Notation Musician was still out of my price range.  But I absolutely knew it worked perfectly for my needs because they have a free trial.  It was almost $100, so I had to wait a few months, but it was worth every penny once I bought it.  And now I know how to transpose with it, so it's even better!

With all that said, I'm still not sure how much longer learning the song is going to take.  Making satisfactory progress (just slow).  But it's been so long since posting anything, I wanted to let all my readers and fans (Hi Monique!) know I'm still here!

Sunday, August 27, 2023

Play by Ear Using Audible With Complex Multiple-Instrument Music

     Not sure if that's the clearest title ever.  In case it's not clear enough, this article explains the process by which I learn a song by ear, when the song has a full band playing several (or many) instruments.  Especially if they're being jazzy and the melody switches between instruments, while they're all playing at the same time.  Even more so if I'm trying to play it in the original fashion, instead of in my own style.  I'm assuming that you already play by ear, and can pick out a melody by listening to the original music.  My rule of thumb used to be, if I can whistle it, I can play it.  These days, there's a caveat... I also have to be able to remember the whole tune without forgetting what it sounded like.  This is the process I follow when simply hearing a song isn't enough to be able to play it back.  It's mainly useful if you're struggling with memory issues and can't remember the entire song in one piece right off the bat.  Occasionally, it's exceptionally helpful to break down a too-complicated part of the music so I can hear exactly what notes they're hitting.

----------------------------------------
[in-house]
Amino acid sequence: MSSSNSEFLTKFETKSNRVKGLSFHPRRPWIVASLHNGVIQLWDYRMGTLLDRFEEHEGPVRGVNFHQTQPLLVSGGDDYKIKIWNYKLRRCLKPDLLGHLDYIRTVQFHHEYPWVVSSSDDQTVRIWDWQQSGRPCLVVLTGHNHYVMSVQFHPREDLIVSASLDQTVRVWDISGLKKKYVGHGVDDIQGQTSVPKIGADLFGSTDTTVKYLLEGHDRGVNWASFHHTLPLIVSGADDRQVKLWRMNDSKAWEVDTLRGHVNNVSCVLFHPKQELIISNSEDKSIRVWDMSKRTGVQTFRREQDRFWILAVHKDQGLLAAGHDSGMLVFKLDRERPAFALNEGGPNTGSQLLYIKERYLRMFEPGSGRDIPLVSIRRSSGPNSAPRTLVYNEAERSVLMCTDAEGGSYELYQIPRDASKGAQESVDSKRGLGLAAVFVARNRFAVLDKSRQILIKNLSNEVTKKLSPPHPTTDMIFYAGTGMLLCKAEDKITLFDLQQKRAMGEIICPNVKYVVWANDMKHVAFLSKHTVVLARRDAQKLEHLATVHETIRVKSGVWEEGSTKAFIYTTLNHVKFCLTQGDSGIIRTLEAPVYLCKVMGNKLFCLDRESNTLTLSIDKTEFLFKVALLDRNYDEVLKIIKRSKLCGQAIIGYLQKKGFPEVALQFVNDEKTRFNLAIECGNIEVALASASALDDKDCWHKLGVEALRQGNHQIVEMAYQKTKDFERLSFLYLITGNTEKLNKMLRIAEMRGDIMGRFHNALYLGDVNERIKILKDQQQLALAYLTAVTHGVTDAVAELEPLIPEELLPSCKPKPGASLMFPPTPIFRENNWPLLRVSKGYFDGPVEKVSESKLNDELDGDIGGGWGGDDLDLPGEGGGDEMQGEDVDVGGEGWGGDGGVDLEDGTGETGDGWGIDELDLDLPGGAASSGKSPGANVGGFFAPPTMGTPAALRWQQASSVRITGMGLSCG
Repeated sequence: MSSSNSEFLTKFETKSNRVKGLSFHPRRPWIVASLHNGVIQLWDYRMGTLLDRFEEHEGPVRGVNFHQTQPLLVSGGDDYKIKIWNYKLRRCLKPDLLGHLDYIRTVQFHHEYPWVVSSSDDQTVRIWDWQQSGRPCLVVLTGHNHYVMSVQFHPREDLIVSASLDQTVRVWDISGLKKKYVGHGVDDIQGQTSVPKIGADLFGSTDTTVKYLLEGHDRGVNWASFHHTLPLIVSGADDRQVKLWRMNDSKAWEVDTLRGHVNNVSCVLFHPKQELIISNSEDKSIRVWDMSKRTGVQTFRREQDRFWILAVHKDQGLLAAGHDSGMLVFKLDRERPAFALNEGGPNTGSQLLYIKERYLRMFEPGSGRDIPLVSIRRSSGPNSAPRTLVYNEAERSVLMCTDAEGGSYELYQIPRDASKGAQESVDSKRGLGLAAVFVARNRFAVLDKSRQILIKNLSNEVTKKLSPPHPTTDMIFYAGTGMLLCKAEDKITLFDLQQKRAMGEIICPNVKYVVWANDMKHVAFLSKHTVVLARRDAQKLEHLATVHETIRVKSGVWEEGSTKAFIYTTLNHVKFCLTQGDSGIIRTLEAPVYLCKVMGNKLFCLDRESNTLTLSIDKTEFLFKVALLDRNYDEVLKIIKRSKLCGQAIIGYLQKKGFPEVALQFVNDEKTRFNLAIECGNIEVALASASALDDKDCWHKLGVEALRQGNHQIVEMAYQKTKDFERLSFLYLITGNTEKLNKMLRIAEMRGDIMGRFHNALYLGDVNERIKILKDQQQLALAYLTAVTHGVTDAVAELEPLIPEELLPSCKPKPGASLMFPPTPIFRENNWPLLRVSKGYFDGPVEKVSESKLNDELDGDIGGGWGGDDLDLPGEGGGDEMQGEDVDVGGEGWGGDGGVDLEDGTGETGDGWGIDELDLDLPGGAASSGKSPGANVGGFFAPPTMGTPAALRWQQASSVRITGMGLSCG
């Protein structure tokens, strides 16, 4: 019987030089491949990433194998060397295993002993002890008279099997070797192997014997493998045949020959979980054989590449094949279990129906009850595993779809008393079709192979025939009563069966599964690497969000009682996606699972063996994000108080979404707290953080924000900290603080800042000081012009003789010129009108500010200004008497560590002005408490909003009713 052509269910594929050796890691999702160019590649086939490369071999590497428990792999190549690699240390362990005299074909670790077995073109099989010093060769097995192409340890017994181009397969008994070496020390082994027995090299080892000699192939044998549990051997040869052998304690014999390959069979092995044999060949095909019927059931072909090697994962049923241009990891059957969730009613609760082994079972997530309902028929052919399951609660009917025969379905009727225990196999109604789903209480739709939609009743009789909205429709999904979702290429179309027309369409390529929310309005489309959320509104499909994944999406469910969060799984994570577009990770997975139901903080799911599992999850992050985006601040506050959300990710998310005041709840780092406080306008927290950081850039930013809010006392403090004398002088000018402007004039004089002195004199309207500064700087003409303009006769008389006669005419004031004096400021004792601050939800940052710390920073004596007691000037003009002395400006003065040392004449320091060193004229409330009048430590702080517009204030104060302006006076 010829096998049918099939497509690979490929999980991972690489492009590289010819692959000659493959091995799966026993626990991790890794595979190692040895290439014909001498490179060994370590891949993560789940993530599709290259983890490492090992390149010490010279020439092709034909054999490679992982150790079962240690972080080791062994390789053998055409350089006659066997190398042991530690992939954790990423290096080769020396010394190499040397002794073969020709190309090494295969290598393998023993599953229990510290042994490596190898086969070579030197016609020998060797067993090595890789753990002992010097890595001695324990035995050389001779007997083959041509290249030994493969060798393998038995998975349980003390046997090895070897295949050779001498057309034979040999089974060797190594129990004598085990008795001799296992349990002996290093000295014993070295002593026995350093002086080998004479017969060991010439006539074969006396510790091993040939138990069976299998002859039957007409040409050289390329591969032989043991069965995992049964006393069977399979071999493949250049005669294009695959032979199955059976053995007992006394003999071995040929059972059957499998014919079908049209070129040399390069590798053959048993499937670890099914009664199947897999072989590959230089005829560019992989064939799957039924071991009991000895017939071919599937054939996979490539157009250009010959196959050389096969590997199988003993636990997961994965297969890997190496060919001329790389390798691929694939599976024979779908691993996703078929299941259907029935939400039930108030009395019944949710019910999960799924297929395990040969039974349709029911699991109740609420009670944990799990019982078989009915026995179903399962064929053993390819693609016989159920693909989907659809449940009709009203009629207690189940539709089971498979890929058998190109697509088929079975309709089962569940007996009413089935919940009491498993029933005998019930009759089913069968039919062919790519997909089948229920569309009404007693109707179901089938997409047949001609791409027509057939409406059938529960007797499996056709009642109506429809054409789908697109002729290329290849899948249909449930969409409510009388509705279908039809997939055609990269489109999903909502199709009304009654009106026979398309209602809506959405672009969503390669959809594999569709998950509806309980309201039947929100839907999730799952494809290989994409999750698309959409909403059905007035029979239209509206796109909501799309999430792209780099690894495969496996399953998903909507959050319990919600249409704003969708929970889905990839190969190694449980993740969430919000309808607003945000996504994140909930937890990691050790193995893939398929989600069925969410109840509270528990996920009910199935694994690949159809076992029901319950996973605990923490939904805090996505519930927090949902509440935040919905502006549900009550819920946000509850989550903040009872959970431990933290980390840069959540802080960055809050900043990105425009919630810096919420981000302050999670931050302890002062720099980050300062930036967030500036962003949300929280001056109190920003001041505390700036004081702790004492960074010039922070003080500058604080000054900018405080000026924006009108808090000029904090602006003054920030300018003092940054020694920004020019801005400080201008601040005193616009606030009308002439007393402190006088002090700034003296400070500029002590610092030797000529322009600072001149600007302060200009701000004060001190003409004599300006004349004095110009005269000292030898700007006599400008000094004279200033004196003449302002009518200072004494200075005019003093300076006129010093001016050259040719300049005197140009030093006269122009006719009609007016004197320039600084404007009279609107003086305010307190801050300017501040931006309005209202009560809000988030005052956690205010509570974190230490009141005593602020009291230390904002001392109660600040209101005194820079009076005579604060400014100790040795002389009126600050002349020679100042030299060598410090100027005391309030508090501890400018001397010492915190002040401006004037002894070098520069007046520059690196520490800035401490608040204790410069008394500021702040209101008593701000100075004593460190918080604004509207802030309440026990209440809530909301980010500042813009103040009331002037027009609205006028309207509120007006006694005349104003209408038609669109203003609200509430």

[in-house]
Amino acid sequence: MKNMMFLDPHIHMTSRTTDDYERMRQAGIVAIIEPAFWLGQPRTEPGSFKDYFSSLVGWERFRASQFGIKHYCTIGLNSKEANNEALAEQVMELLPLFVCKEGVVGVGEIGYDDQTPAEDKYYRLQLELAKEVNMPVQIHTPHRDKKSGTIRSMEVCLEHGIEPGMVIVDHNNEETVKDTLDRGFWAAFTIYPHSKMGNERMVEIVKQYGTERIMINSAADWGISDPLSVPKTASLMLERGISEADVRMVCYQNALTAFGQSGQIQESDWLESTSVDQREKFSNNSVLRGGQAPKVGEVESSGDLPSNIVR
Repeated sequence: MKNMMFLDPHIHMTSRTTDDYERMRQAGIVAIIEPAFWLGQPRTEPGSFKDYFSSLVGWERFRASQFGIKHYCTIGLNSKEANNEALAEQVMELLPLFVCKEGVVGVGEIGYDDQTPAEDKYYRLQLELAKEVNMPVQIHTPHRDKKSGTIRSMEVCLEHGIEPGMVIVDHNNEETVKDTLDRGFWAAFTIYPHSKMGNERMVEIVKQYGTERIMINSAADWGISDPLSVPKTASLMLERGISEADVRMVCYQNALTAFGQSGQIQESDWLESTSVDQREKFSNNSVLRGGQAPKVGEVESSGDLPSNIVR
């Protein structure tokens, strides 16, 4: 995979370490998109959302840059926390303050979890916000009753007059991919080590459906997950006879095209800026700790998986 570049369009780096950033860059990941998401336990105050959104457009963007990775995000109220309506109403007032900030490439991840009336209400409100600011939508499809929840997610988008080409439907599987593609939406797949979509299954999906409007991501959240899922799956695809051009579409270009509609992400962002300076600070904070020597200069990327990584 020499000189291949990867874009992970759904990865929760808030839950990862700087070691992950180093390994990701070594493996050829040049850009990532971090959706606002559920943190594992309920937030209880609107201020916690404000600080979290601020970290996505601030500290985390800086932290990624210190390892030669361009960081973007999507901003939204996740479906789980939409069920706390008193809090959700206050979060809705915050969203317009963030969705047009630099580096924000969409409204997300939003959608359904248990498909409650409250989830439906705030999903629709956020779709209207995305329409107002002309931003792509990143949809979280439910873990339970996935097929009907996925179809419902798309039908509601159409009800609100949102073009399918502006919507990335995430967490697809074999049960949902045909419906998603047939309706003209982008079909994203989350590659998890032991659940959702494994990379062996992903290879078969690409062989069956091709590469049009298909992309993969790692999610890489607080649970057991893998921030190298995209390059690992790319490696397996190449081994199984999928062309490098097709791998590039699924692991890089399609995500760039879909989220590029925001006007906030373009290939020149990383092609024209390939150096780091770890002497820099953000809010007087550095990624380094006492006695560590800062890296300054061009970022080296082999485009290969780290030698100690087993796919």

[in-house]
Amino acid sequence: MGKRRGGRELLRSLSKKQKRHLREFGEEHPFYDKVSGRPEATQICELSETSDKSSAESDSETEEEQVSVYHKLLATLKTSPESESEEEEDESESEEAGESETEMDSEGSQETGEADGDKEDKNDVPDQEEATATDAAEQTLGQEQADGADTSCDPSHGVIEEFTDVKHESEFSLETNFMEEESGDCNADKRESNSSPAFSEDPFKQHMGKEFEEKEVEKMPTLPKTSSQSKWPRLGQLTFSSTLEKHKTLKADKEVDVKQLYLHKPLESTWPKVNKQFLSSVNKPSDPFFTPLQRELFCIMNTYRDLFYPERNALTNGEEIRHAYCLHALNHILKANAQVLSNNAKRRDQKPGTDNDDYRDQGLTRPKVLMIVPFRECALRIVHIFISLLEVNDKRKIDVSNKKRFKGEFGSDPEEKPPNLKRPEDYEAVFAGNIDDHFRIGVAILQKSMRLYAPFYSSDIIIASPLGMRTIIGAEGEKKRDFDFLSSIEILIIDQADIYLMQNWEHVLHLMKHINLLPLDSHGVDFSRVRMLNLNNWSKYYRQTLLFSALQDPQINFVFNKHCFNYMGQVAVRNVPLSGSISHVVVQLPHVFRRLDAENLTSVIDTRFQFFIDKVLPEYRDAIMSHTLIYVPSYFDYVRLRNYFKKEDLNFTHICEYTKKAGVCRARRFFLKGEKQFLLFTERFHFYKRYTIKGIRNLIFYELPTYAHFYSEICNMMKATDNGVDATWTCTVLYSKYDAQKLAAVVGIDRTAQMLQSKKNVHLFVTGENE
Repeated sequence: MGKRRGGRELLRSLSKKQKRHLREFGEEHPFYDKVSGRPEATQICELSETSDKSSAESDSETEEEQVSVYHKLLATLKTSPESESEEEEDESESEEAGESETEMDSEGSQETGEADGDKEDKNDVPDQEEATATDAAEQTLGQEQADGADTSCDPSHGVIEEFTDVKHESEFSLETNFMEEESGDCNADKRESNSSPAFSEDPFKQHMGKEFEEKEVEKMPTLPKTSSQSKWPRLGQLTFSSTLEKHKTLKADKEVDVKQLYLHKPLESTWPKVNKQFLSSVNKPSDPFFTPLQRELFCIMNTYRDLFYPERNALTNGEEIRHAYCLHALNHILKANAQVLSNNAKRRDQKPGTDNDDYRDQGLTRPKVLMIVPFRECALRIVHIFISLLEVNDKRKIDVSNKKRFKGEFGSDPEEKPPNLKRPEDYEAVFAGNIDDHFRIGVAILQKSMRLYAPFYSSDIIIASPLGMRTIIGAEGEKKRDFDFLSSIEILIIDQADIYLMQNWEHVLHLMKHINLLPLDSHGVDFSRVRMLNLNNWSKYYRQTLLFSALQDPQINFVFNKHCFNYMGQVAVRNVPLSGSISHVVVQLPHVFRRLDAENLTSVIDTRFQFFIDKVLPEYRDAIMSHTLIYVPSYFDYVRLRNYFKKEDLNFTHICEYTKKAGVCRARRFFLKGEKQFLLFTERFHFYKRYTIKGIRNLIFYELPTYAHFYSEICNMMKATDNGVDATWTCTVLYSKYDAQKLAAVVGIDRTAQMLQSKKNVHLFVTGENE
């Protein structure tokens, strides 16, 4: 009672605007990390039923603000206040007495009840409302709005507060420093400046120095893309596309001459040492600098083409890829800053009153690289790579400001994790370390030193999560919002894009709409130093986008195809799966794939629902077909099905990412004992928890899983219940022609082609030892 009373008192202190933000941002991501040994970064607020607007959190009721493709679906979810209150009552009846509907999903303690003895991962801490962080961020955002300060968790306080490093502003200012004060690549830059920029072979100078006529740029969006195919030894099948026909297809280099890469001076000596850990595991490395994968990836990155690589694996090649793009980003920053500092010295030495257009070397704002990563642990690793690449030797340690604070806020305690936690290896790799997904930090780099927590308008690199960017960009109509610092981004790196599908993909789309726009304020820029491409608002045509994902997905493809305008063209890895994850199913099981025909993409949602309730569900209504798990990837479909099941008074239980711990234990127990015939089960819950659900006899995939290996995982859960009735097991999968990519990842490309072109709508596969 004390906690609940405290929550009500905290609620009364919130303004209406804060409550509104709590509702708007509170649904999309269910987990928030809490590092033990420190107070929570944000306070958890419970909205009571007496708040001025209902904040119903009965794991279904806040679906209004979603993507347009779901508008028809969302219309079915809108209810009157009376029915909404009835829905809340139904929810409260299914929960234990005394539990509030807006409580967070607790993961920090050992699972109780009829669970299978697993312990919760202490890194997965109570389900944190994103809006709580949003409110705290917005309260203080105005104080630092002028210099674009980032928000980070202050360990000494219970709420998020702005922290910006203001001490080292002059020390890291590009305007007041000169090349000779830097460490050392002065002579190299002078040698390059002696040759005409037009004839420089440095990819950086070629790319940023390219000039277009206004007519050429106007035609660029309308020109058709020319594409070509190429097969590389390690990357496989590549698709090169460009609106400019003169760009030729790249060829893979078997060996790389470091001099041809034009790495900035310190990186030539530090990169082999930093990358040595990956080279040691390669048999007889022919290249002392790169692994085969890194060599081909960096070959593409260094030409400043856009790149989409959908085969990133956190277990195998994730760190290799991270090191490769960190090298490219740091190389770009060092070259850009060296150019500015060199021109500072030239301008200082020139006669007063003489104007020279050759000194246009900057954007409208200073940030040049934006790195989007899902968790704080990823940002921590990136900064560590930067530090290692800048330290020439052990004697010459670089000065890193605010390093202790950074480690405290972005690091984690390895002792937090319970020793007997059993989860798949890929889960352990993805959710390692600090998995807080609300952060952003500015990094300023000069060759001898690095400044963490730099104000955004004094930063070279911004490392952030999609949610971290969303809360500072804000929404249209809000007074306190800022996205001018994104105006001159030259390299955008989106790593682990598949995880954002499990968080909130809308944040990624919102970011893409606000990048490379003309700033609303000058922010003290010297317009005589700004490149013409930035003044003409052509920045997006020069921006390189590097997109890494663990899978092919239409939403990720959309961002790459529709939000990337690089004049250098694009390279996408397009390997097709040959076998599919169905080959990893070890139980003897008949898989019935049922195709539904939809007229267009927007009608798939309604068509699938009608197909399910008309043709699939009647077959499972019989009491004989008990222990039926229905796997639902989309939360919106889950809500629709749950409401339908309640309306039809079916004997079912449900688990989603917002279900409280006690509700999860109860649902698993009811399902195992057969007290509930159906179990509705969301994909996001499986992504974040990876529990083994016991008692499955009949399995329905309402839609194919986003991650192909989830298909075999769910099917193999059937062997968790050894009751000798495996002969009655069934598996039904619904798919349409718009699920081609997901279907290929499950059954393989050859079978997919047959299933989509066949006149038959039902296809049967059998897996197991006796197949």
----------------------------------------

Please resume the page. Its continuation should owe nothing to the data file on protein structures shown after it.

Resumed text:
Case in point, I'm trying to learn the University of Georgia Bulldogs "Glory Glory Dixieland" at the moment.  I've played my own version of Battle Hymn of the Republic for years, in a Southern Gospel style.  There's some commonality with Dixieland, but a lot of differences too. 

    Most of the time, I learn by listening, matching the keys, doing a ton of repetition to help remember the melody.  Easy enough, the only hard part is matching the key if it's not one I'm good at, and remembering the full melody if it's not a tune I already know well.  But this version of the Battle Hymn is in a key I'm not great with... and the melody drifts in and out with the different instruments like a fox laying a trail for the hounds. I'm not familiar with the patterns the band is using.

    There might be better options, but I'm a big fan of "Free", and Audible is free, open source, and a fantastic audio editor.  As usual, I only learn what I need as it's needed. Audible is way beyond me in all the many things that it can do, it helps to focus just on the useful parts.  I use it to adjust audio clips, digitize audio from very old VHS tapes, and to make sure all my audio is output in WAV.  WAV is uncompressed and lossless, and excellent for aligning a sound track with a video.  Learning to play a song with Audible is a new process for me, but as I get older and my memory declines, it's become a great help for learning songs in smaller chunks of sound.  And in the case of "Glory Glory Dixieland", slowing the audio down enough to hear the distinct notes being played is a Godsend.

    When a song doesn't have a clear melody being played by a single instrument, listening to a small segment over and over will also help you pick out which line you prefer to follow.  In "Glory Glory Dixieland", at times there's a jumble of sound.  I'll listen to it until one part stands out over another part, and pick that as the melody to follow.